A literal is a constant value that appears directly in a program.

## Integer Literals

An integer literal can be assigned to an integer variable as long as it can fit into the variable. A compile error will occur if the literal is too large for the variable to hold. The statement **byte b = 128**, for example, will cause a compile error, because **128** cannot be stored in a variable of the **byte** type. (Note that the range for a byte value is from **–128** to **127**.)

An integer literal is assumed to be of the int type, whose value is between -231 (-2147483648) and 231 - 1 (2147483647). To denote an integer literal of the **long** type, append the letter **L** or **l** to it. For example, to write integer **2147483648** in a Java program, you have to write it as **2147483648L** or **2147483648l**, because **2147483648** exceeds the range for the **int** value. **L** is preferred because **l** (lowercase **L**) can easily be confused with 1 (the digit one).

By default, an integer literal is a decimal integer number. To denote a binary integer literal, use a leading **0b** or **0B** (zero B), to denote an octal integer literal, use a leading **0** (zero), and to denote a hexadecimal integer literal, use a leading **0x** or **0X** (zero X). For example,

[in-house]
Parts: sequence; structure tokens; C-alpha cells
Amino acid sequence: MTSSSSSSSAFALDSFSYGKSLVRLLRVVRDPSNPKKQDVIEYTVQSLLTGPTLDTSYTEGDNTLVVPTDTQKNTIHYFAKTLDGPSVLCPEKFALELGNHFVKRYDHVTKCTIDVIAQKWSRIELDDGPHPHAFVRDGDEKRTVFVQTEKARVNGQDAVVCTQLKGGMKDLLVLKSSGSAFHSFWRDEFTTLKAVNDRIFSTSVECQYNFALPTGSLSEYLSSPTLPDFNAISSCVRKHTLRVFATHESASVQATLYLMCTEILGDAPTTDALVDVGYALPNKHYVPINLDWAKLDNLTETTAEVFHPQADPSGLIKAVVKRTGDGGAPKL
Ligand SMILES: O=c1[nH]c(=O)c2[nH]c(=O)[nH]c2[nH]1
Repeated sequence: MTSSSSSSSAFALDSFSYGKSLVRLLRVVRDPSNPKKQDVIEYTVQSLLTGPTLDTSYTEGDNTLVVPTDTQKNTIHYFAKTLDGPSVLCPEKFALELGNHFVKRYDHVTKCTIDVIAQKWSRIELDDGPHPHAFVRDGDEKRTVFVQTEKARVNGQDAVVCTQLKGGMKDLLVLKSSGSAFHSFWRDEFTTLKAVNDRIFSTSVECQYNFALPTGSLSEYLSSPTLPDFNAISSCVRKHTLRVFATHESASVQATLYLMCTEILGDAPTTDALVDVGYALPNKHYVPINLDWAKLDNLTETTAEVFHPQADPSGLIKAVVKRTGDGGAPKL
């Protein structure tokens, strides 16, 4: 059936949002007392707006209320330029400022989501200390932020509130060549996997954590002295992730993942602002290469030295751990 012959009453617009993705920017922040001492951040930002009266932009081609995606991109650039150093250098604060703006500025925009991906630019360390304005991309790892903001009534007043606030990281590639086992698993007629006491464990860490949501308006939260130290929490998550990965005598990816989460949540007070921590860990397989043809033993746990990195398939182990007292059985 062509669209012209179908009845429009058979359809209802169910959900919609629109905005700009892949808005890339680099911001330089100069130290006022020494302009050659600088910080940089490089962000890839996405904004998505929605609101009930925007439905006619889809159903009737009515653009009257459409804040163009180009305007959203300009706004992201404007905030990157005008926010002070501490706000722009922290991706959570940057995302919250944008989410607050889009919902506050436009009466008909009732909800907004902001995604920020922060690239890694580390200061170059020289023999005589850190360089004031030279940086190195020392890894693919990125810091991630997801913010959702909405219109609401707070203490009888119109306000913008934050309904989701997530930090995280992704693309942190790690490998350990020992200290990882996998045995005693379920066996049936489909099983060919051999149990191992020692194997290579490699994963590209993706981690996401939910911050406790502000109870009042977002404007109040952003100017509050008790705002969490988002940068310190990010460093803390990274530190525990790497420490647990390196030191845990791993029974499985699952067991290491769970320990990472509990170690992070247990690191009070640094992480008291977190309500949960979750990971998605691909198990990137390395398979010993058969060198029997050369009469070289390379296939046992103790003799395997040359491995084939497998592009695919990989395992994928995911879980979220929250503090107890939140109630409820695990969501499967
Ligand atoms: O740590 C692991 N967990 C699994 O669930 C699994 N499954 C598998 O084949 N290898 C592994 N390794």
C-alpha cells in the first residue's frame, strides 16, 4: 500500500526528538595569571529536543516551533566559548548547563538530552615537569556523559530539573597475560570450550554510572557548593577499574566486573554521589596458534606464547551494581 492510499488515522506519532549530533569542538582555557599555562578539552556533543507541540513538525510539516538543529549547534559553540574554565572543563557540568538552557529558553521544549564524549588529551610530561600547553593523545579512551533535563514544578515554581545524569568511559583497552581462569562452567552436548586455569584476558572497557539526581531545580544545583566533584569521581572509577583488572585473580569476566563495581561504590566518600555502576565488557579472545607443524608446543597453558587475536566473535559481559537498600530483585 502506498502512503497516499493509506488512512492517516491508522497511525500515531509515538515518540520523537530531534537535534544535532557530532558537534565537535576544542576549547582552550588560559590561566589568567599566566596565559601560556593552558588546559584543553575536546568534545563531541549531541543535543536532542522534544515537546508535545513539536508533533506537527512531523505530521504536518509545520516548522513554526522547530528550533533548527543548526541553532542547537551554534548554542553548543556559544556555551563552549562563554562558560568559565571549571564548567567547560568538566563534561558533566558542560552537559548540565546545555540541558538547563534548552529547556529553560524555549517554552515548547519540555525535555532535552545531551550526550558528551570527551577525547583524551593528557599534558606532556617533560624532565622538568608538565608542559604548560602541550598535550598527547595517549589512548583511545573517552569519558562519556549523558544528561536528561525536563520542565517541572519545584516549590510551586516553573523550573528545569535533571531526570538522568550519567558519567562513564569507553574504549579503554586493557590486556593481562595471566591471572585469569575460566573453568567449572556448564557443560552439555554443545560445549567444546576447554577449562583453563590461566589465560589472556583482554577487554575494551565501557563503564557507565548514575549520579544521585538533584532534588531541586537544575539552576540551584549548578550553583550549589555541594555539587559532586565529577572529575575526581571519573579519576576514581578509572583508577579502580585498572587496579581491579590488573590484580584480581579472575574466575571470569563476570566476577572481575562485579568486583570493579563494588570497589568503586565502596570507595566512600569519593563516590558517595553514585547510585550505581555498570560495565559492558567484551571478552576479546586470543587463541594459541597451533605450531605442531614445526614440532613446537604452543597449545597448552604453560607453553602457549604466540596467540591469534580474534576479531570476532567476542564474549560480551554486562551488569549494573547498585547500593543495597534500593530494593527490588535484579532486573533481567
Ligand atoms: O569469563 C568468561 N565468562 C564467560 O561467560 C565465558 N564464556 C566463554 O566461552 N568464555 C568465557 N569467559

```
System.out.println(0B1111); // Displays 15
System.out.println(07777); // Displays 4095
System.out.println(0XFFFF); // Displays 65535
```

## Floating-Point Literals

Floating-point literals are written with a decimal point. By default, a floating-point literal is treated as a **double** type value. For example, **5.0** is considered a **double** value, not a **float** value. You can make a number a **float** by appending the letter **f** or **F**, and you can make a number a **double** by appending the letter **d** or **D**. For example, you can use **100.2f** or **100.2F** for a float number, and **100.2d** or **100.2D** for a **double** number. The **double** type values are more accurate than the **float** type values.

## Scientific Notation

Floating-point literals can be written in scientific notation in the form of a * 10^b . For example, the scientific notation for 123.456 is 1.23456 * 10^2 and for 0.0123456 is 1.23456 * 10^-2 . A special syntax is used to write scientific notation numbers. For example, 1.23456 * 10^2 is written as **1.23456E2** or **1.23456E+2** and **1.23456 * 10^-2** as **1.23456E-2**. **E** (or **e**) represents an exponent and can be in either lowercase or uppercase.

The **float** and **double** types are used to represent numbers with a decimal point. Why are they called *floating-point numbers*? These numbers are stored in scientific notation internally. When a number such as **50.534** is converted into scientific notation, such as **5.0534E+1**, its decimal point is moved (i.e., floated) to a new position.

To improve readability, Java allows you to use underscores between two digits in a number literal. For example, the following literals are correct.

```
long ssn = 232_45_4519;
long creditCardNumber = 2324_4545_4519_3415L;
```

However, **45_** or **_45** is incorrect. The underscore must be placed between two digits.

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